Format

Send to

Choose Destination
J Clin Invest. 1997 Nov 15;100(10):2457-65.

In vitro pharmacologic restoration of CFTR-mediated chloride transport with sodium 4-phenylbutyrate in cystic fibrosis epithelial cells containing delta F508-CFTR.

Author information

1
Eudowood Division of Pediatric Respiratory Sciences, Johns Hopkins Hospital, Baltimore, Maryland 21287, USA. rrubenst@welchlink.welch.jhu.edu

Abstract

The most common cystic fibrosis transmembrane conductance regulator mutation, delta F508-CFTR, is a partially functional chloride channel that is retained in the endoplasmic reticulum and degraded. We hypothesize that a known transcriptional regulator, sodium 4-phenylbutyrate (4PBA), will enable a greater fraction of delta F508-CFTR to escape degradation and appear at the cell surface. Primary cultures of nasal polyp epithelia from CF patients (delta F508 homozygous or heterozygous), or the CF bronchial epithelial cell line IB3-1 (delta F508/W1282X) were exposed to 4PBA for up to 7 d in culture. 4PBA treatment at concentrations of 0.1 and 2 mM resulted in the restoration of forskolin-activated chloride secretion. Protein kinase A-activated, linear, 10 pS chloride channels appeared at the plasma membrane of IB3-1 cells at the tested concentration of 2.5 mM. Treatment of IB3-1 cells with 0.1-1 mM 4PBA and primary nasal epithelia with 5 mM 4PBA also resulted in the appearance of higher molecular mass forms of CFTR consistent with addition and modification of oligosaccharides in the Golgi apparatus, as detected by immunoblotting of whole cell lysates with anti-CFTR antisera. Immunocytochemistry in CF epithelial cells treated with 4PBA was consistent with increasing amounts of delta F508-CFTR. These data indicate that 4PBA is a promising pharmacologic agent for inducing correction of the CF phenotype in CF patients carrying the delta F508 mutation.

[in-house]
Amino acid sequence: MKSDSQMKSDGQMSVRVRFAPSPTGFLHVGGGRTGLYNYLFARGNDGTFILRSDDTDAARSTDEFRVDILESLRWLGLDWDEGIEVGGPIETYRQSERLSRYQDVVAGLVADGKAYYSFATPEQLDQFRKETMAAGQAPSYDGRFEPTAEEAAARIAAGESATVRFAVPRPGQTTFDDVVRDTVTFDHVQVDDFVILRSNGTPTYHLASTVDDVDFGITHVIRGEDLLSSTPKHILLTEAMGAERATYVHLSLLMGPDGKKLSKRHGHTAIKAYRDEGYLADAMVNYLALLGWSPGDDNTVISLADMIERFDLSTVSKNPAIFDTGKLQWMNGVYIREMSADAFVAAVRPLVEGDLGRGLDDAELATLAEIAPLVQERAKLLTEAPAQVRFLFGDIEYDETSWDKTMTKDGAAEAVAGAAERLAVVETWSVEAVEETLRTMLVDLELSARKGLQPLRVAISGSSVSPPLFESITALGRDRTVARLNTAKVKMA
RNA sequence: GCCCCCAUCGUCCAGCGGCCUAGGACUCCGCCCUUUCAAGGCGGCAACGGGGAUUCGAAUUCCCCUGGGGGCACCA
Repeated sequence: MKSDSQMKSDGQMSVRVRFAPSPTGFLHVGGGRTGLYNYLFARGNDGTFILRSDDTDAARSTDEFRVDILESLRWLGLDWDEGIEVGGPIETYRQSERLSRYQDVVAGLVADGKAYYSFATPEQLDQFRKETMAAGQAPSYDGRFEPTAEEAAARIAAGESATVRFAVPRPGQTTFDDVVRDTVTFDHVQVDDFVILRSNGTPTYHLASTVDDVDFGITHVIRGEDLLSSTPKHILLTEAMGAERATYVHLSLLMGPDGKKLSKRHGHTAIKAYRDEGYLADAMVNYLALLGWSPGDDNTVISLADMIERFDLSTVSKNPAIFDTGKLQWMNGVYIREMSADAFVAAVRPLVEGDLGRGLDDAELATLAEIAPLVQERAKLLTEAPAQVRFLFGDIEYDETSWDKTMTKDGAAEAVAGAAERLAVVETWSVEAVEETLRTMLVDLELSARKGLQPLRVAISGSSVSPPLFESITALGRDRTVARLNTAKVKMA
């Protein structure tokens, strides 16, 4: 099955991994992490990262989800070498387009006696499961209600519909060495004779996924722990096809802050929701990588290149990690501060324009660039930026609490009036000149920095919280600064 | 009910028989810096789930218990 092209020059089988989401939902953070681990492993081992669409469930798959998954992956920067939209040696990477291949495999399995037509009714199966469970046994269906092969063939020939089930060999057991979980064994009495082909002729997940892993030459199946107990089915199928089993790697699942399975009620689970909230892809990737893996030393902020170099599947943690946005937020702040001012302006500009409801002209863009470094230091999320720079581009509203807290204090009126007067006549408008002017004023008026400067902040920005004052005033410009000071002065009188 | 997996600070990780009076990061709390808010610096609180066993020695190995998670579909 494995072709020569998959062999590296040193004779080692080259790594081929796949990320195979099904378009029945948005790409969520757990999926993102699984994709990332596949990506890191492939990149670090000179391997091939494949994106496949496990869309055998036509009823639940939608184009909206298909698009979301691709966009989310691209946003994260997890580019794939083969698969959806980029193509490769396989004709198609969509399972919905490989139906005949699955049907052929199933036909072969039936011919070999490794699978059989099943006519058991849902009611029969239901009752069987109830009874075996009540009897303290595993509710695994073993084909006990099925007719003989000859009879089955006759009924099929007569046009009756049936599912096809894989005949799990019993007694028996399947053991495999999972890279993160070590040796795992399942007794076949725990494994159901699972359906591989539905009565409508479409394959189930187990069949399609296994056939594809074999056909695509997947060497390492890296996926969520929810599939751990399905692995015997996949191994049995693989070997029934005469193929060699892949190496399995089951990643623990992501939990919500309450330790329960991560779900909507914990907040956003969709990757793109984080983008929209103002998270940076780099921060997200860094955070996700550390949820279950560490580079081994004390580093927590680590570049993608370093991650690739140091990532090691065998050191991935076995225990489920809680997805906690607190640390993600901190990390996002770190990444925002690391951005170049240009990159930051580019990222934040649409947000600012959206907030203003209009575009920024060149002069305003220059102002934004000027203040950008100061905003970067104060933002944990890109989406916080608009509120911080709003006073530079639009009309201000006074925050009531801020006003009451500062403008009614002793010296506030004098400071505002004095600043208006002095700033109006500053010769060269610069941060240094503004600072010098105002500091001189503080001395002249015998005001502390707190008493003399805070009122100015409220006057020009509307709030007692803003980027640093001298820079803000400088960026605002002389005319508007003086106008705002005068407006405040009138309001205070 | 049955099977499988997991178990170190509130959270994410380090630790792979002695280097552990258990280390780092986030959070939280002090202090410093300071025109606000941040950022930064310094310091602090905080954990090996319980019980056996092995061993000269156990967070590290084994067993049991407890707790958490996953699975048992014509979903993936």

PMID:
9366560
PMCID:
PMC508446
DOI:
10.1172/JCI119788
[Indexed for MEDLINE]
Free PMC Article

Supplemental Content

Full text links

Icon for American Society for Clinical Investigation Icon for PubMed Central
Loading ...
Support Center